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Can U.S. Soccer Live Up to Its Promise?

November 23rd, 2020 · 3 Comments · Football, soccer

The new (to me) slogan attached to the U.S. Men’s National Soccer Team is kinda cute.


All caps and a period, see? So “US” can be a pronoun as well as the US in the abbreviation for “United States”.

It is a temptation to blurt out a rejoinder to that:


But that would be a cheap shot. Even in the context of the meltdown that led to the Yanks’ failure to qualify for the 2018 Russia World Cup and pretty much falling off the map of American sports since then. (Going 421 days without a coach didn’t help.)

Perhaps you recall October 10, 2017, a Day That Will Live in U.S. Soccer Infamy.

Trinidad & Tobago 2, US 1. When all the Yanks needed was a draw versus the bottom side in the Concacaf hexagonal to reach the World Cup finals for the eighth consecutive quadrennial cycle.

At the time, I thought it was a disappointment, not a disaster. It was noted that pretty much every soccer nation fails to reach the World Cup once in awhile. (Italy in 2018, Uruguay in 2006, England and France in 1994. And all of those countries have won a World Cup — or four).

Missing a World Cup affords an opportunity for a national federation to reconsider its methods for developing players and having a close look at its talent pool. It also could be a pause to get rid of a coach or maybe a top executive. (Goodbye, Sunil Gulati!)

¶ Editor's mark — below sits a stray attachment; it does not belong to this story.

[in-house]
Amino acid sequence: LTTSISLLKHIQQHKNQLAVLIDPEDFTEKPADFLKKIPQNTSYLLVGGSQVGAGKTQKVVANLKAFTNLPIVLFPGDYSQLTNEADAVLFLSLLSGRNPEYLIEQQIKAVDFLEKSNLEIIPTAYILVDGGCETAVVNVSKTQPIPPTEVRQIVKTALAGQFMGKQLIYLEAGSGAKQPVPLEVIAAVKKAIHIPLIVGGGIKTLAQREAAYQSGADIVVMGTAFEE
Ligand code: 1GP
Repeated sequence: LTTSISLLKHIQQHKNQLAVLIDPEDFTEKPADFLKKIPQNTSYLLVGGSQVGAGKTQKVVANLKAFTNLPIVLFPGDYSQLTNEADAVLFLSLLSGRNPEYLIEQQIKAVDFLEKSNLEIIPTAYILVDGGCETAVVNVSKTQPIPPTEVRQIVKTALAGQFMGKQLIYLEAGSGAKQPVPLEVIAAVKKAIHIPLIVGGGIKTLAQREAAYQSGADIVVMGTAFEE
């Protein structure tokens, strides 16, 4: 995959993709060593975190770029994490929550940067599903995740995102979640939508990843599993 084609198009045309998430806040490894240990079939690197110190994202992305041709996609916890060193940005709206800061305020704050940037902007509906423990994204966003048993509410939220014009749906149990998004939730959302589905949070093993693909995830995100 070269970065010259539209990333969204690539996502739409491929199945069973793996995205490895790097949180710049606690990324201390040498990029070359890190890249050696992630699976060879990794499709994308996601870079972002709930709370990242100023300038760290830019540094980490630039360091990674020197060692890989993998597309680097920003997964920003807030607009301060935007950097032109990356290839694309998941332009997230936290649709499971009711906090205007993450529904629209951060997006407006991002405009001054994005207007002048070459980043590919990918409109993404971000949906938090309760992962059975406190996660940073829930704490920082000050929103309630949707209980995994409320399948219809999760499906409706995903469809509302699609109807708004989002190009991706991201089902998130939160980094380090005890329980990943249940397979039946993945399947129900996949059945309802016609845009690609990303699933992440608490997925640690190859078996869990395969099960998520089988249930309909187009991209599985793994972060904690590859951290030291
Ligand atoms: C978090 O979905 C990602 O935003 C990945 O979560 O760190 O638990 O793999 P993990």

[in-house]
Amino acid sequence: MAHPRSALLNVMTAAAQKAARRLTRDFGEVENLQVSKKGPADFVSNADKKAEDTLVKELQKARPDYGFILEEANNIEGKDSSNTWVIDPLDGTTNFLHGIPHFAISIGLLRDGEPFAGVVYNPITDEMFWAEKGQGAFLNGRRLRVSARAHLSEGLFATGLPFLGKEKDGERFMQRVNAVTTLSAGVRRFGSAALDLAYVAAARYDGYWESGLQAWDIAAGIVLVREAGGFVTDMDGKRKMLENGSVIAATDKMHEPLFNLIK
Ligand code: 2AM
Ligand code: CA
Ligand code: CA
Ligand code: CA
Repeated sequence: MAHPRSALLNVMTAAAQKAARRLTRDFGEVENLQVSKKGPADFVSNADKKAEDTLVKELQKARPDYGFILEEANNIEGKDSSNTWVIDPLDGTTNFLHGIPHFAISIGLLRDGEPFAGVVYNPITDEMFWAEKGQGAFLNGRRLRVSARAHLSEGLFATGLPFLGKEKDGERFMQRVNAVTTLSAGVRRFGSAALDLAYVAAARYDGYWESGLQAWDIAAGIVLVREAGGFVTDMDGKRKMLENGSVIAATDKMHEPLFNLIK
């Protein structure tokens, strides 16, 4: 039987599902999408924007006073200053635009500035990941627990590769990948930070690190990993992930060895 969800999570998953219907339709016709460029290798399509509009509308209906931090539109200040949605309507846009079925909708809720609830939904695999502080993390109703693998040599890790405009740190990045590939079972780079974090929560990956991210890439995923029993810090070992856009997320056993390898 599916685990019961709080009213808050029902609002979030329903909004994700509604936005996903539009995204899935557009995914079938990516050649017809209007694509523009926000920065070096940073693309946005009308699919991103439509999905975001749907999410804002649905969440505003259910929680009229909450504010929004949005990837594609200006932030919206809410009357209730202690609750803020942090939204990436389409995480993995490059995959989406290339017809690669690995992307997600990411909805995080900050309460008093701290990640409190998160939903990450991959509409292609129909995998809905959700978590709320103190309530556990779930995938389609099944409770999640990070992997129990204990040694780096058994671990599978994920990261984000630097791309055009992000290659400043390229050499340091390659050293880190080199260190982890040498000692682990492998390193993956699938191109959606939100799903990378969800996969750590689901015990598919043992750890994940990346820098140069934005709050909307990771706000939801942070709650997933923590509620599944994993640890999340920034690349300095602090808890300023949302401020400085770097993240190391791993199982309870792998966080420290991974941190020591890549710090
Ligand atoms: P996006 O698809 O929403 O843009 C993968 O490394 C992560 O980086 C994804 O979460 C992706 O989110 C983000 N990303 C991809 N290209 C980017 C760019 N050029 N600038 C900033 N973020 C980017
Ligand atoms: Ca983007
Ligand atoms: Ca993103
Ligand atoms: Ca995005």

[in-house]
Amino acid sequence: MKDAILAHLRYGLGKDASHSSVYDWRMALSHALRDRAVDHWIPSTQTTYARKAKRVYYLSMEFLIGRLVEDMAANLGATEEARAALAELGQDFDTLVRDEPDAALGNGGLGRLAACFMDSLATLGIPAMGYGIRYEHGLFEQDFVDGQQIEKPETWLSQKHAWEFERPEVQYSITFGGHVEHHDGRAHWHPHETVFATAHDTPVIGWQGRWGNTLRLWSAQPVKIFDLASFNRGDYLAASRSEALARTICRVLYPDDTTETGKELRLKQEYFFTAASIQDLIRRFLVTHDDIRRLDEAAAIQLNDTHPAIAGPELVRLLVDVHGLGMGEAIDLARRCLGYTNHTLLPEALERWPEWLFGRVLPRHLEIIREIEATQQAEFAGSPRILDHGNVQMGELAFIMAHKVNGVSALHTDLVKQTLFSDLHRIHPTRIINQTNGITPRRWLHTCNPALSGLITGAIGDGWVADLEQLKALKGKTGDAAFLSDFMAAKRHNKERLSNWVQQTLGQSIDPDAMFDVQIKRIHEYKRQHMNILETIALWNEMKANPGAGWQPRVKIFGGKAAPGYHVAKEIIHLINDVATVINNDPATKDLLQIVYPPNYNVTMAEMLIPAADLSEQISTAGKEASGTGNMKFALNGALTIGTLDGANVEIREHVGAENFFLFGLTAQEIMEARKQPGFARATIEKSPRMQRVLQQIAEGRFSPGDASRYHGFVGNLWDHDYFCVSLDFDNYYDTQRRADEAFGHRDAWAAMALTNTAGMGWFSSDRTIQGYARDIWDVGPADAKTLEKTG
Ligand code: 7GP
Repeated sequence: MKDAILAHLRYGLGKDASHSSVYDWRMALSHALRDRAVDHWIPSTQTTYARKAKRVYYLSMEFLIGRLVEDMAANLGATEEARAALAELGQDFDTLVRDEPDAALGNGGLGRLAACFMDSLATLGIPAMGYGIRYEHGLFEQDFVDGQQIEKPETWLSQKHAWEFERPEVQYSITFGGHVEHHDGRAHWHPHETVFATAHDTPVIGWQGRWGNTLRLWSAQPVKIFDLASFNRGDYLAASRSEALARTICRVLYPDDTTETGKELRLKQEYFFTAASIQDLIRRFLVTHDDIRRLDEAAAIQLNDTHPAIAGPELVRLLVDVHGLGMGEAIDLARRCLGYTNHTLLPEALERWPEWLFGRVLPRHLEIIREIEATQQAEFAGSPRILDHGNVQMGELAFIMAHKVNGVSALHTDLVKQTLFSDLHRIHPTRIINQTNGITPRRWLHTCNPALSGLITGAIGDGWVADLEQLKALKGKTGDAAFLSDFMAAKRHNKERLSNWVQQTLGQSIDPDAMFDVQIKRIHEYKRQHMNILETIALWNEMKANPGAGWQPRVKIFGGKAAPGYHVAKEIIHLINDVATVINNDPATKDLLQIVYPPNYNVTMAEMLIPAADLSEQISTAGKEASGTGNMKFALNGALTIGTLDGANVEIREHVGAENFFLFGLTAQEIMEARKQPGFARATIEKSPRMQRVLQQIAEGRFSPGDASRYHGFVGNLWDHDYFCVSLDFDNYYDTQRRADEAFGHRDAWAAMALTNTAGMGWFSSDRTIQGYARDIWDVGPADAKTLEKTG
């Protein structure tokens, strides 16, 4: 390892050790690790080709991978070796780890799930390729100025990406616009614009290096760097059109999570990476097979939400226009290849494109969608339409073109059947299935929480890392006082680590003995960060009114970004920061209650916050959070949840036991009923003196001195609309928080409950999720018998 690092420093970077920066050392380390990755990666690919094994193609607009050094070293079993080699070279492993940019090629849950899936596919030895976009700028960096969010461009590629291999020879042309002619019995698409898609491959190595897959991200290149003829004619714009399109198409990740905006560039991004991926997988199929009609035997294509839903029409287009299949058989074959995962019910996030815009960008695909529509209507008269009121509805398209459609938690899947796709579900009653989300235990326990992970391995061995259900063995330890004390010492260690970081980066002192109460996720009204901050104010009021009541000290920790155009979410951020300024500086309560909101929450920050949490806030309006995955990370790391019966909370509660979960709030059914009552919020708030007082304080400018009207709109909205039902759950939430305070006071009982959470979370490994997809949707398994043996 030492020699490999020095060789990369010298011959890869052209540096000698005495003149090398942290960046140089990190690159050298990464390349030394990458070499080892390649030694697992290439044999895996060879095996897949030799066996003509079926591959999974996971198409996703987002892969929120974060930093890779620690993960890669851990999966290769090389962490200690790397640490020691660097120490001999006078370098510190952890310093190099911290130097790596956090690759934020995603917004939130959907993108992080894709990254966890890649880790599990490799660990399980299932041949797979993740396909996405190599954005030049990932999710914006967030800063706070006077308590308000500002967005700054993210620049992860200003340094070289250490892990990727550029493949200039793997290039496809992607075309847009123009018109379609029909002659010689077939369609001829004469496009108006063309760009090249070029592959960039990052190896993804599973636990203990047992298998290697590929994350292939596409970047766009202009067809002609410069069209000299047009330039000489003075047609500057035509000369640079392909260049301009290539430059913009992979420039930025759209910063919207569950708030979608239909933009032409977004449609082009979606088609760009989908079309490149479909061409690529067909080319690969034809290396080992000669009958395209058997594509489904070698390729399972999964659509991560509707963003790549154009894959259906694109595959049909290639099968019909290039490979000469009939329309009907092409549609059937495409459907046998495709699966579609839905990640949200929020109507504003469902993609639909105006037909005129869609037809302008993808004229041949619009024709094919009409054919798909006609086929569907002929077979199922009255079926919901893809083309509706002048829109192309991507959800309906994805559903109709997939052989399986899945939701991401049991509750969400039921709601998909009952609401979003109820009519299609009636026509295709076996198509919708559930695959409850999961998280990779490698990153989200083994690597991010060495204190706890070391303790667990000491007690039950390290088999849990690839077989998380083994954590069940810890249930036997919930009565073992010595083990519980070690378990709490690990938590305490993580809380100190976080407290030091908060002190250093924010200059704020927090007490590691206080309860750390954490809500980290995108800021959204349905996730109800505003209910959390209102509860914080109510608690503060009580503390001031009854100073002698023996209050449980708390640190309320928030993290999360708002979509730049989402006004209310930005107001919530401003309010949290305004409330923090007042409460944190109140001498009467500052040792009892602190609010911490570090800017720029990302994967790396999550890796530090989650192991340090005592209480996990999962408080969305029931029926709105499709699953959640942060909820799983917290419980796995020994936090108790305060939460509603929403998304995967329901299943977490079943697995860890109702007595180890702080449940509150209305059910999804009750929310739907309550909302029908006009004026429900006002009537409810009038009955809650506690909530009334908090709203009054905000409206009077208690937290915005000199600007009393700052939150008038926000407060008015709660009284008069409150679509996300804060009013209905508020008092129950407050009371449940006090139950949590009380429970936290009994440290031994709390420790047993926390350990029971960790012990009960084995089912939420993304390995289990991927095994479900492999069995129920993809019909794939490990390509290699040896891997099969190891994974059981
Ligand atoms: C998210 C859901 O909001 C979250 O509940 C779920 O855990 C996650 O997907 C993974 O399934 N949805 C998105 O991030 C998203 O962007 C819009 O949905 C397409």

There is, of course, a chance that what was needed was a little less upheaval. The player pool has turned over almost entirely, since that night in Trinidad, and the federation is selling that turnover. (See the slogan, above.)

The Yanks played two internationals last week, versus Wales (0-0) and Panama (6-2), and it seemed clear the No. 1 priority was getting the kids’ feet wet. No fewer than nine of them made their U.S. debuts in one of the two matches.

The nine.

–Dortmund forward Gio Reyna, 18, son of former U.S. playmaker Claudio Reyna;

–Valencia winger Yunus Musah, 17, who is eligible to play for England, Italy, Ghana or the US. He has one goal for Valencia’s first team.

–Barcelona winger Konrad de la Fuente, 19, who has yet to get on the field with Barca’s first team;

–Caen forward Nicholas Gioacchini, 20, who scored twice against Panama;

–Internacional (Brazil) midfielder Johnny Cardoso, 19;

–Wolverhampton midfielder Owen Otasowie, 19;

–SC Telstar forward Sebastian Soto, 20, who scored twice against Panama;

–Bayern Munich defender Chris Richards, 20, who is playing with the Bayern varsity;

–PSV midfielder Richy Ledezma, 20, who had two assists in the Panama match.

During their recent time with the men’s team, it pretty much was only about the kids. The 11 who started in the Panama game carried an average age of 22 years, 154 days, the second-youngest U.S. lineup in history, according to the U.S. federation.

Also, all 11 of the starters in the Panama game play for teams in Europe. That had not happened since 2011.

So, for those of us who have paid little attention to the men over the past three years … we will want to get up to speed with all these young guys, if we want to remain current.